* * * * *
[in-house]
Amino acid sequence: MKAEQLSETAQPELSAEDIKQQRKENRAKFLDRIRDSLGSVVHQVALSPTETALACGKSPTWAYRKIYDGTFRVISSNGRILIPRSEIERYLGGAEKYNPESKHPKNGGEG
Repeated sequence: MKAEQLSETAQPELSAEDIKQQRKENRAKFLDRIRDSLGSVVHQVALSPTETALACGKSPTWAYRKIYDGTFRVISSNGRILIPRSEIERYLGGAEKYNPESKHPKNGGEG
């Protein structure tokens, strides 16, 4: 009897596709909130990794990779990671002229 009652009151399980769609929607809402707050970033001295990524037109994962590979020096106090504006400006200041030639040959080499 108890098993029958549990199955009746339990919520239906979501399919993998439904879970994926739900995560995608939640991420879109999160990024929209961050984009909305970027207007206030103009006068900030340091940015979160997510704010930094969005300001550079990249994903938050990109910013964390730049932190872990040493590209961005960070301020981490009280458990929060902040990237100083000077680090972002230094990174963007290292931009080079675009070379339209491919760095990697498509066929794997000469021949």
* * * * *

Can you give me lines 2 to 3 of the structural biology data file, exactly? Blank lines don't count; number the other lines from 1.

Amino acid sequence: MKAEQLSETAQPELSAEDIKQQRKENRAKFLDRIRDSLGSVVHQVALSPTETALACGKSPTWAYRKIYDGTFRVISSNGRILIPRSEIERYLGGAEKYNPESKHPKNGGEG
Repeated sequence: MKAEQLSETAQPELSAEDIKQQRKENRAKFLDRIRDSLGSVVHQVALSPTETALACGKSPTWAYRKIYDGTFRVISSNGRILIPRSEIERYLGGAEKYNPESKHPKNGGEG